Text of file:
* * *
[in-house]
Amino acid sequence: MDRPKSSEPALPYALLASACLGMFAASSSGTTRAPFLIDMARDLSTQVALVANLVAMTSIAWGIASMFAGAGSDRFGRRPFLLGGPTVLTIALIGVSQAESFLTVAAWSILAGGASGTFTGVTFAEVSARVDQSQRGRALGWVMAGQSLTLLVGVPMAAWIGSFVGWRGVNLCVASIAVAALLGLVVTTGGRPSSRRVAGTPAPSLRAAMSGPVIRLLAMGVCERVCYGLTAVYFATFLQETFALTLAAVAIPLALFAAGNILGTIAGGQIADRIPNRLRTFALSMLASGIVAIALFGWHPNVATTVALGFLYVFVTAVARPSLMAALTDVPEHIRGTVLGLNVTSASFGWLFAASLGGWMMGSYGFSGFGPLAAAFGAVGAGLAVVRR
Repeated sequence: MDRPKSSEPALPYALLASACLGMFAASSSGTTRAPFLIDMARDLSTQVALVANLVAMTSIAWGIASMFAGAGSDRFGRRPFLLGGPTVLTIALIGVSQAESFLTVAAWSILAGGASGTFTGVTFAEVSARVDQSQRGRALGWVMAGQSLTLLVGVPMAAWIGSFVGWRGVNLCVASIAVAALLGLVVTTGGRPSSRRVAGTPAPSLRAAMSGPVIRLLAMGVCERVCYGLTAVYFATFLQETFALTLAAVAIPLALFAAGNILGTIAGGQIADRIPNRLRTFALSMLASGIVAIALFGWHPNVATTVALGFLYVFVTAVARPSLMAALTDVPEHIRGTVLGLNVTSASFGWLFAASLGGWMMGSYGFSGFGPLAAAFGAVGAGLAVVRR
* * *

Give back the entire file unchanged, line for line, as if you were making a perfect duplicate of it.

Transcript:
[in-house]
Amino acid sequence: MDRPKSSEPALPYALLASACLGMFAASSSGTTRAPFLIDMARDLSTQVALVANLVAMTSIAWGIASMFAGAGSDRFGRRPFLLGGPTVLTIALIGVSQAESFLTVAAWSILAGGASGTFTGVTFAEVSARVDQSQRGRALGWVMAGQSLTLLVGVPMAAWIGSFVGWRGVNLCVASIAVAALLGLVVTTGGRPSSRRVAGTPAPSLRAAMSGPVIRLLAMGVCERVCYGLTAVYFATFLQETFALTLAAVAIPLALFAAGNILGTIAGGQIADRIPNRLRTFALSMLASGIVAIALFGWHPNVATTVALGFLYVFVTAVARPSLMAALTDVPEHIRGTVLGLNVTSASFGWLFAASLGGWMMGSYGFSGFGPLAAAFGAVGAGLAVVRR
Repeated sequence: MDRPKSSEPALPYALLASACLGMFAASSSGTTRAPFLIDMARDLSTQVALVANLVAMTSIAWGIASMFAGAGSDRFGRRPFLLGGPTVLTIALIGVSQAESFLTVAAWSILAGGASGTFTGVTFAEVSARVDQSQRGRALGWVMAGQSLTLLVGVPMAAWIGSFVGWRGVNLCVASIAVAALLGLVVTTGGRPSSRRVAGTPAPSLRAAMSGPVIRLLAMGVCERVCYGLTAVYFATFLQETFALTLAAVAIPLALFAAGNILGTIAGGQIADRIPNRLRTFALSMLASGIVAIALFGWHPNVATTVALGFLYVFVTAVARPSLMAALTDVPEHIRGTVLGLNVTSASFGWLFAASLGGWMMGSYGFSGFGPLAAAFGAVGAGLAVVRR